I finished with reading some more from Hugging the Rock. They are all hoping the mother comes back and I think we'll have the potential for some interesting discussion by the time we get to the end of the book. Even though I had told them that I had written the book and talked about some of my experiences while writing the book, for some reason today it clicked with them, that it was my name on the cover. They appeared to be a wee bit impressed. (The substitute teachers was a lot impressed.)

Before I left, four girls asked if they could pick a prompt card to write an extra poem before Wednesday.

Write more poetry on your own time? Of course I said yes. :)


Read about session #1

Read about session #2
There are so many stories only you can tell.Tell them, please.



Comments

( 4 comments — Leave comment )
(Deleted comment)
susanwrites
July 12th, 2011 05:42 am (UTC)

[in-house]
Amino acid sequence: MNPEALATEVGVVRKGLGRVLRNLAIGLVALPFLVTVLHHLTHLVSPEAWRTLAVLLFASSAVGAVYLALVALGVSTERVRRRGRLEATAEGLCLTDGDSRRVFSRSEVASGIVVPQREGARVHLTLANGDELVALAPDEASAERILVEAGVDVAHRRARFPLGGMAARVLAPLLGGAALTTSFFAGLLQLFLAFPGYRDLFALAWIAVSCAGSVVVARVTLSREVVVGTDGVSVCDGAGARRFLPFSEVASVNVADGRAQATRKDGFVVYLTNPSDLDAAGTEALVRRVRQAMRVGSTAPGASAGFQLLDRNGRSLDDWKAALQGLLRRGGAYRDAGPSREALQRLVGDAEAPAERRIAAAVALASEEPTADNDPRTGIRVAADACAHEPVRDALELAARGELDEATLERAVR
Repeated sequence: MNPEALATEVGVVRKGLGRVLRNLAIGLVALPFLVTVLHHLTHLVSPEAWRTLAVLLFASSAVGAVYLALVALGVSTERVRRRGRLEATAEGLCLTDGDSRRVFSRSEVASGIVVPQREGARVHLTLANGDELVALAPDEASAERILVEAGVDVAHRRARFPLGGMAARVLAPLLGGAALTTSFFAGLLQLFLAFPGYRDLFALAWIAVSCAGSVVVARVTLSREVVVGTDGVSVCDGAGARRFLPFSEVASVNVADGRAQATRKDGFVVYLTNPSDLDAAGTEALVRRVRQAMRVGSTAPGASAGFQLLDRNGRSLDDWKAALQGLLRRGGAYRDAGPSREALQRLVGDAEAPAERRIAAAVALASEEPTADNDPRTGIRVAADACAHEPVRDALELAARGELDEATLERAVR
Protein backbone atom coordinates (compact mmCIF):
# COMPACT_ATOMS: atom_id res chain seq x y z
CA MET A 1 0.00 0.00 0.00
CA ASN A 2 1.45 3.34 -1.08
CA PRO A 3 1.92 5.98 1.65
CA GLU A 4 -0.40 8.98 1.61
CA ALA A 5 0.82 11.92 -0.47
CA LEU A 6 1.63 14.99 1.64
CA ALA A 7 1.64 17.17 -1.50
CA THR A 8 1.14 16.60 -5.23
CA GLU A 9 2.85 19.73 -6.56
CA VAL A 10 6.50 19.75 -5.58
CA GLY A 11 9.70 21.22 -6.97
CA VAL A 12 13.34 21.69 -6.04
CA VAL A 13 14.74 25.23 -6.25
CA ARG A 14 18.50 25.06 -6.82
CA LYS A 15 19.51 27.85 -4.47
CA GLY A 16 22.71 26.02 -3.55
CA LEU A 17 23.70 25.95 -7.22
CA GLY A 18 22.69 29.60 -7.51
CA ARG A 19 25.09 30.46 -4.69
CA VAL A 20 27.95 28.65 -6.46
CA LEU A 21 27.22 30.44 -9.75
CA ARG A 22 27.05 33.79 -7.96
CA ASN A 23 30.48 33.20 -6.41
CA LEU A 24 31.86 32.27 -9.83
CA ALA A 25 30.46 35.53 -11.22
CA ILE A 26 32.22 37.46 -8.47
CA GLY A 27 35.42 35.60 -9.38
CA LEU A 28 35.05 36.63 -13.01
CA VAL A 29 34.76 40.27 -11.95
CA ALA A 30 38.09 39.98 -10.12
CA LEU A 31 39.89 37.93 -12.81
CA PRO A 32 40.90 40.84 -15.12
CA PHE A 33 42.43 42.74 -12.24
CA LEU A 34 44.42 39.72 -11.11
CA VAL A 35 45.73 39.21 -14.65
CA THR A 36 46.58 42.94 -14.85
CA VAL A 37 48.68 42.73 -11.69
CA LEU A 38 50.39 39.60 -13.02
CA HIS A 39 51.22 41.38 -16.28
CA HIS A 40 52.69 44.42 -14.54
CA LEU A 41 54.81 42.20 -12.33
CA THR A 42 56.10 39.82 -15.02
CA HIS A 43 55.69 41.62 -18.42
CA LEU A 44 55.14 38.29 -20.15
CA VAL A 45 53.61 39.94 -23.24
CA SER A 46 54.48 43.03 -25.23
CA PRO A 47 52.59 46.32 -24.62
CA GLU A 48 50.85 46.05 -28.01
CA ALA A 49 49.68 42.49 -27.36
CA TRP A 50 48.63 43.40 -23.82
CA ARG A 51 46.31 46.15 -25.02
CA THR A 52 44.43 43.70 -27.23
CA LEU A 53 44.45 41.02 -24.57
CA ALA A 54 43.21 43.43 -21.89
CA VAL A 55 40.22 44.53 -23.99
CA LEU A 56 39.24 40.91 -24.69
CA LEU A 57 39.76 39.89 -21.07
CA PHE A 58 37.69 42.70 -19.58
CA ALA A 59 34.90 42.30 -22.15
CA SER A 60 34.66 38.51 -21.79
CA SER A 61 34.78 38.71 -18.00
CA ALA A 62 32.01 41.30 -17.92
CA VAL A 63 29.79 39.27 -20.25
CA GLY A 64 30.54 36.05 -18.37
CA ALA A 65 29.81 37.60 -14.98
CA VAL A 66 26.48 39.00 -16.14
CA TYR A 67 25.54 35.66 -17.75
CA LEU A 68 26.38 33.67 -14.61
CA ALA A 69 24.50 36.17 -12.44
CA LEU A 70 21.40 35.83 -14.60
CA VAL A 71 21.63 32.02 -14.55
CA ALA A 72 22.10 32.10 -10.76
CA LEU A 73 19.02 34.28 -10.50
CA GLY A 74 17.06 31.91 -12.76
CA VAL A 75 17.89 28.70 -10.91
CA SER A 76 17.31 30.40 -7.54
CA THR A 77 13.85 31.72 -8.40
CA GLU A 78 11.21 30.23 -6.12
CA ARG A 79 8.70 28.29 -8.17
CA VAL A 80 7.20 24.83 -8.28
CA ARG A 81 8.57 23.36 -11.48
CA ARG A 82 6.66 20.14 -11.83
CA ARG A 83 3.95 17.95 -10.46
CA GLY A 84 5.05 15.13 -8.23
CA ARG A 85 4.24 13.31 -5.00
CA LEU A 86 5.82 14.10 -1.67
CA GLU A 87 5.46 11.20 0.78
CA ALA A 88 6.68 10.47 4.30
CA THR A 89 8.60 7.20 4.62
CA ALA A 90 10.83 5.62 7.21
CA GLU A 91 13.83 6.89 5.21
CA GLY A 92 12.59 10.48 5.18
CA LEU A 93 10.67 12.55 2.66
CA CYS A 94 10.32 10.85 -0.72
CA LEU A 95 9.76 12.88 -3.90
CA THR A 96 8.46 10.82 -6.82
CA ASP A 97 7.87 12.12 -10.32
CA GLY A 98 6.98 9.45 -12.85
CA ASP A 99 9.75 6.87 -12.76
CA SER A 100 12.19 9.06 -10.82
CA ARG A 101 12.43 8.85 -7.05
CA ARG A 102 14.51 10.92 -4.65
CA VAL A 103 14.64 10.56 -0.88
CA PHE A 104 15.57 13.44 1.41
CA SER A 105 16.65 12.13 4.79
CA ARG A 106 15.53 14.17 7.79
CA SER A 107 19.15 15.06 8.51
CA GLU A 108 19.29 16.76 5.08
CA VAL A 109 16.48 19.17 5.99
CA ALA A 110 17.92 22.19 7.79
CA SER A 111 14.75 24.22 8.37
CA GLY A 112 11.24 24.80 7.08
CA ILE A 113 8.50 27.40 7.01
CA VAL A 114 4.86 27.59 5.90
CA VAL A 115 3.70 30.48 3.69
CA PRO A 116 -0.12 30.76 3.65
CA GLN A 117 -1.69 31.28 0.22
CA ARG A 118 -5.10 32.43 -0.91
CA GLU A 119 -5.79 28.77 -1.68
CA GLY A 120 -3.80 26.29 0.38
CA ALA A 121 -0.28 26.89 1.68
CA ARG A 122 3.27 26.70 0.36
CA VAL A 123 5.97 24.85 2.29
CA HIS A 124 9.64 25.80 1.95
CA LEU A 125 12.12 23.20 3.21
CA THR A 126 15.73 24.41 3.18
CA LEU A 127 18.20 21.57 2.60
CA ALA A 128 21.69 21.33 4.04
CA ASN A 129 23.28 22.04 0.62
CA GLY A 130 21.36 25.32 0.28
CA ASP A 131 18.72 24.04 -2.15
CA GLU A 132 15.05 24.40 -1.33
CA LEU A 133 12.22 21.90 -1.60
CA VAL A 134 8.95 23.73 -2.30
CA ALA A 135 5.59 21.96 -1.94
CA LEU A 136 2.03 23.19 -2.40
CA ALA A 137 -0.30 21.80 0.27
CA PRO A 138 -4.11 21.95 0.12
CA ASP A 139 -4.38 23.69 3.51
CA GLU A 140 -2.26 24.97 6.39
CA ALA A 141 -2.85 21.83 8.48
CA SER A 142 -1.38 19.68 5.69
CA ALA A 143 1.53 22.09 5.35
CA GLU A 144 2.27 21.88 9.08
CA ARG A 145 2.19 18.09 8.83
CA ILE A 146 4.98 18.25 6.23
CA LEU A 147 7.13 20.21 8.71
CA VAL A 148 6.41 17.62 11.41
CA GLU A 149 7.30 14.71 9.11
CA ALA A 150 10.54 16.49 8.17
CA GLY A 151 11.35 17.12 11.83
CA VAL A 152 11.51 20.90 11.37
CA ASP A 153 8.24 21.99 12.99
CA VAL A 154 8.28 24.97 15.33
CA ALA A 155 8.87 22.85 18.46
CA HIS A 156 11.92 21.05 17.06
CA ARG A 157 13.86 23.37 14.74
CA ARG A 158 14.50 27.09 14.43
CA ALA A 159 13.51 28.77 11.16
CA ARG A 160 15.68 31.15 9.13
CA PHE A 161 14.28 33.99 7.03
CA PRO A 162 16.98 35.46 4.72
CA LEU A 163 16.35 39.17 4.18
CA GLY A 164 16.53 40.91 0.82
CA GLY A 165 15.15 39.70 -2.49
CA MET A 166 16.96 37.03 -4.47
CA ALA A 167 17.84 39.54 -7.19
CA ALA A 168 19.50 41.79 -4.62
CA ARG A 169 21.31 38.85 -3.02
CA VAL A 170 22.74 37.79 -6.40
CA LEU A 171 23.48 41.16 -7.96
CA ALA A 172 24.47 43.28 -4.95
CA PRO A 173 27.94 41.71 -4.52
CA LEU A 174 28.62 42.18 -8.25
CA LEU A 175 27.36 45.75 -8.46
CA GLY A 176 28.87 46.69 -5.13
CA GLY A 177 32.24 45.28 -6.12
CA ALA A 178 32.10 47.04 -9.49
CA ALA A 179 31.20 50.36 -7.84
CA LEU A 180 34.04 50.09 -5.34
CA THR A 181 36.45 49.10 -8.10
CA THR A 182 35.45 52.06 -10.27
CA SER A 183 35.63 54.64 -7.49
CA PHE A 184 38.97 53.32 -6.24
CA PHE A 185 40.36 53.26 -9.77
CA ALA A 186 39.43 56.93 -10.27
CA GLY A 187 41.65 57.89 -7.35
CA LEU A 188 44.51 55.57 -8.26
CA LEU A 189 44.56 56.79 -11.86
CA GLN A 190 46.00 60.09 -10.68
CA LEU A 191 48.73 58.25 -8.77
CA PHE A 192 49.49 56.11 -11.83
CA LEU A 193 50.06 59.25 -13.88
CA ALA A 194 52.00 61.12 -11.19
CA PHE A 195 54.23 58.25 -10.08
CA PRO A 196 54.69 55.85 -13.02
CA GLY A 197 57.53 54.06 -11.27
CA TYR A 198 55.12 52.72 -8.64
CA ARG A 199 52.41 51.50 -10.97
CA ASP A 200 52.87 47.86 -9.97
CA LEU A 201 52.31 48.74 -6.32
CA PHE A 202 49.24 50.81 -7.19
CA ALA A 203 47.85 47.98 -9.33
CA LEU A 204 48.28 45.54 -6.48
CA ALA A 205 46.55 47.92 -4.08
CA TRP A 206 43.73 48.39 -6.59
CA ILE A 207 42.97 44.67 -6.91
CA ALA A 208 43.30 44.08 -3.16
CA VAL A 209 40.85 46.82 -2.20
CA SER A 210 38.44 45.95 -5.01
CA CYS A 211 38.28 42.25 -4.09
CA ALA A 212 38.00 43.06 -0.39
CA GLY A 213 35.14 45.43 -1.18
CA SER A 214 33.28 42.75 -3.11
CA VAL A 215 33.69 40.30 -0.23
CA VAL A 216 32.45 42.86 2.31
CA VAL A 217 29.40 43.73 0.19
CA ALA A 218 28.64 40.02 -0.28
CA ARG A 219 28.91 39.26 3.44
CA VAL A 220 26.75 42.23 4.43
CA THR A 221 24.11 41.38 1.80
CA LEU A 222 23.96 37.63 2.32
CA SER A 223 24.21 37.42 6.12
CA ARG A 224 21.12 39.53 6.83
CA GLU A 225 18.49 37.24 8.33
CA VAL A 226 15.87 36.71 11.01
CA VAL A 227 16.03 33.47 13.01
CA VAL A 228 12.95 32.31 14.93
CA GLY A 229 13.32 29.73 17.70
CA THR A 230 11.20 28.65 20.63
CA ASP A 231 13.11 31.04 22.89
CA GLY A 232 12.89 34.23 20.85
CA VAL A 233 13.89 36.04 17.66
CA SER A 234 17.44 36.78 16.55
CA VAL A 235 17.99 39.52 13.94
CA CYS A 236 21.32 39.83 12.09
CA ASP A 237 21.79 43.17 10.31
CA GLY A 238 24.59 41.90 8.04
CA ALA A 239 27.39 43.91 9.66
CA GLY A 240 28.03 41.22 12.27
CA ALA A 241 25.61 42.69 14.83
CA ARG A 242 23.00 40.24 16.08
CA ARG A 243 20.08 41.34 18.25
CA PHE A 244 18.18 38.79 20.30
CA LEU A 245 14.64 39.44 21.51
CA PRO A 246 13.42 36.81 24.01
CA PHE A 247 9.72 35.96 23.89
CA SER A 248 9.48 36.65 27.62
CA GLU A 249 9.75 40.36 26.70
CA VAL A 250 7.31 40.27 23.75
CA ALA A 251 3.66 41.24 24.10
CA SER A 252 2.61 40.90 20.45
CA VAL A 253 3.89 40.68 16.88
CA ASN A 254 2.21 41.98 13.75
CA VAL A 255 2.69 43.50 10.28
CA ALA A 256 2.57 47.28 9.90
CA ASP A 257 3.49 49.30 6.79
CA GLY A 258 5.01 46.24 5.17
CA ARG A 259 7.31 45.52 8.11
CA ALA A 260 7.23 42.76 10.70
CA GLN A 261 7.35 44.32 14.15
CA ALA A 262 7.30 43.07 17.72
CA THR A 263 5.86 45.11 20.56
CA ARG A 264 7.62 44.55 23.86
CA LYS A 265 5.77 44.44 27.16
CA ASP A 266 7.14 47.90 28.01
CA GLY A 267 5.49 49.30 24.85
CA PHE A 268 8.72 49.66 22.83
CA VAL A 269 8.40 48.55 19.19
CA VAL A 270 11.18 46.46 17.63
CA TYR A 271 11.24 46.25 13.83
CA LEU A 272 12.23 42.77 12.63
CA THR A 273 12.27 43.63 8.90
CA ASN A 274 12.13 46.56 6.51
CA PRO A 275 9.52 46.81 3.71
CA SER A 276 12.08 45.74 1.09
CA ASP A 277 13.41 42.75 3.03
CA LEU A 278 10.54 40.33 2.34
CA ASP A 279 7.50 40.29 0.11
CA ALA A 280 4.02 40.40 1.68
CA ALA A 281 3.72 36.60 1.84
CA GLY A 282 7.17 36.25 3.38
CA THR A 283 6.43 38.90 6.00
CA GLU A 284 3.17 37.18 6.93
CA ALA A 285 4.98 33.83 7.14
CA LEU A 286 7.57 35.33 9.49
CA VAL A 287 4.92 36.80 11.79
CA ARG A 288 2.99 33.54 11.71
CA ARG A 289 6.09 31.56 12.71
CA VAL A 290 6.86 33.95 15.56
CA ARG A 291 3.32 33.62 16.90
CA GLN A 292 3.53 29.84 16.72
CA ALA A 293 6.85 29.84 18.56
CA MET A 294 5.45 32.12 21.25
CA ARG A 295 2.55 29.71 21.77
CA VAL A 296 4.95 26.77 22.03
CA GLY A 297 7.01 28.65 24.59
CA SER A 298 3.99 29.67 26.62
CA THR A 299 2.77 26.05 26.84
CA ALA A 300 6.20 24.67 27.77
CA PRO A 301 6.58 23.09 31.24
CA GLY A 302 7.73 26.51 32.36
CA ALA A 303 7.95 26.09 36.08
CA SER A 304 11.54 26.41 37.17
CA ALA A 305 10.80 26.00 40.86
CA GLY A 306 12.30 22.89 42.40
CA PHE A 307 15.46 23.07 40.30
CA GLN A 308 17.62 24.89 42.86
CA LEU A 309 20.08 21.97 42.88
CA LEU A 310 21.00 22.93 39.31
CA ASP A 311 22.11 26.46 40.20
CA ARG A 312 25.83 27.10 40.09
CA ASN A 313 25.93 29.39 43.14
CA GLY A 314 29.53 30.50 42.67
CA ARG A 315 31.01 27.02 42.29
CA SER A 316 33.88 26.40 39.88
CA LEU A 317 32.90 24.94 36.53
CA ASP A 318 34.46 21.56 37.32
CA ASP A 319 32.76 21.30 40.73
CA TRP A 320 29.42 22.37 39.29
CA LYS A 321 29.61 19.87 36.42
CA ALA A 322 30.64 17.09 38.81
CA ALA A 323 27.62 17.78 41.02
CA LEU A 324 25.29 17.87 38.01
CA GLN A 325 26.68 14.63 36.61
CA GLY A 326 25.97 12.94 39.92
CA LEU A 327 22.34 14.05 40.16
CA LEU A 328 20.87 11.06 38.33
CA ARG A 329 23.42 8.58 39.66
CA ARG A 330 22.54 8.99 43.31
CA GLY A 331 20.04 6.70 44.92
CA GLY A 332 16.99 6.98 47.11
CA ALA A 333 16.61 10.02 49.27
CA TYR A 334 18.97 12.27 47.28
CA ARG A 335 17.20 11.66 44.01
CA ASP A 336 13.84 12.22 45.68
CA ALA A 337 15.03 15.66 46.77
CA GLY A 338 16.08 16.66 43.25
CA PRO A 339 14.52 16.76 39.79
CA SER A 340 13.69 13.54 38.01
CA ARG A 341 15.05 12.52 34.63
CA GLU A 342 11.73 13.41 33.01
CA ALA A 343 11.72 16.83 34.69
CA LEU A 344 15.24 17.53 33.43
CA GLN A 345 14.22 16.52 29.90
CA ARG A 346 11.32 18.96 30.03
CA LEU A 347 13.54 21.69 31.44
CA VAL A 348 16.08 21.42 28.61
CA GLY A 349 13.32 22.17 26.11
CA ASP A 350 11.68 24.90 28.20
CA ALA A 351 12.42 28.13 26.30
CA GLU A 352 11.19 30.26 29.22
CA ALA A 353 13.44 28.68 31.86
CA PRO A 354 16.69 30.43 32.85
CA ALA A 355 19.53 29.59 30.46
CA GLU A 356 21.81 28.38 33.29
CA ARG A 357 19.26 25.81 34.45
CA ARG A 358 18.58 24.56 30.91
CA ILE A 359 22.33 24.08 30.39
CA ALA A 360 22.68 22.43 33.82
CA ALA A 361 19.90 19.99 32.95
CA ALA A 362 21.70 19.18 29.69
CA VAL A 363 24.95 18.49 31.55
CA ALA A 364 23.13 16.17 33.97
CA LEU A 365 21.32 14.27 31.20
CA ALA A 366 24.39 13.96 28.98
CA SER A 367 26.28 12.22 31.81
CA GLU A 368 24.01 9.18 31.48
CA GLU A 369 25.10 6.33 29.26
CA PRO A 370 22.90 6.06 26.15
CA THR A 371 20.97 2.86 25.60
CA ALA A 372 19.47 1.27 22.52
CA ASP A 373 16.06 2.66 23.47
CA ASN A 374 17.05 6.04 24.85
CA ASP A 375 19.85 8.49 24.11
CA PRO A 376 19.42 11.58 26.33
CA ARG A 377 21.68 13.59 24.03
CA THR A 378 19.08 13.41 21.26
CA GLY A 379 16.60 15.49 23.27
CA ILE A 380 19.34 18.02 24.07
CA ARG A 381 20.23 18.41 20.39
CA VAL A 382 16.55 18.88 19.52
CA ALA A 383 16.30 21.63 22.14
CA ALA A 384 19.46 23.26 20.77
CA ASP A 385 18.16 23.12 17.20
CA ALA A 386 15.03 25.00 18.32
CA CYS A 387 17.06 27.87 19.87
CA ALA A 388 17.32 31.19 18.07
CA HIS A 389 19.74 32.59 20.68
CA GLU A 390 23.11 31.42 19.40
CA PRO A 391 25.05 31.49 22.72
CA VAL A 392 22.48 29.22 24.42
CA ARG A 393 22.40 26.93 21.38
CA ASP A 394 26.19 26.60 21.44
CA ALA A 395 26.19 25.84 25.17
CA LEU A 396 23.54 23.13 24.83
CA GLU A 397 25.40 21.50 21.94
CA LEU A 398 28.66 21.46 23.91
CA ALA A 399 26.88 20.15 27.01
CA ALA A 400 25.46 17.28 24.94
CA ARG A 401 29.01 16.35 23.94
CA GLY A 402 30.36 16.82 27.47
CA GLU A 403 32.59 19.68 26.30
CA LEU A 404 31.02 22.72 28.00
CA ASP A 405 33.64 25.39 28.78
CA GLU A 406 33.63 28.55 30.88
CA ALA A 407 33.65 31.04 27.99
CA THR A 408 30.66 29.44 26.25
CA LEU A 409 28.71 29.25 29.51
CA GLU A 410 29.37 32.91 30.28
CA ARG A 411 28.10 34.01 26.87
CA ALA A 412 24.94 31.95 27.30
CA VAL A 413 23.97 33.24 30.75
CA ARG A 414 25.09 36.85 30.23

This one group of girls is together 24/7. Same teacher all day. Same rotating probation officers. They all room in the same dorms. So the opportunity is there but if they will or not, I don't know. They aren't given much down time either. At this point everything is pretty regimented.
jeannineatkins
July 12th, 2011 11:59 am (UTC)
Interesting that prompts that work well for the guys with the girls not so much and vice versa.

A lot to love here. Neat some clicked that's your name on the cover. And some asked to write more on their own, great finale!
susanwrites
July 14th, 2011 06:01 am (UTC)
It's really odd to me how some stuff seems to work so much better for the different groups. A great day Wednesday followed up by a not-so-great one today.
( 4 comments — Leave comment )
WHO AM I?



Who am I?I was born on the Cancer/Leo cusp and share a birthday with Ernest Hemingway and Robin Williams. The similarities don't stop there as I can go from depressed to ecstatic without ever passing go. I feel scared most of the time though my friends call me brave and I find it easier to believe in my friends than to believe in my own abilities to make what I want out of my life.

Who am I? A wife, a mother, a daughter, and even, gulp, a grandmother.

Who am I? A writer who never gets tired of playing with words, even when the words are hard to find. A writer of books for children and articles for grown-ups and many things in-between.

Who am I? A motivational speaker, writing instructor, workshop leader and full-time follower of dreams.

Who am I? Read and find out.






Susan Taylor Brown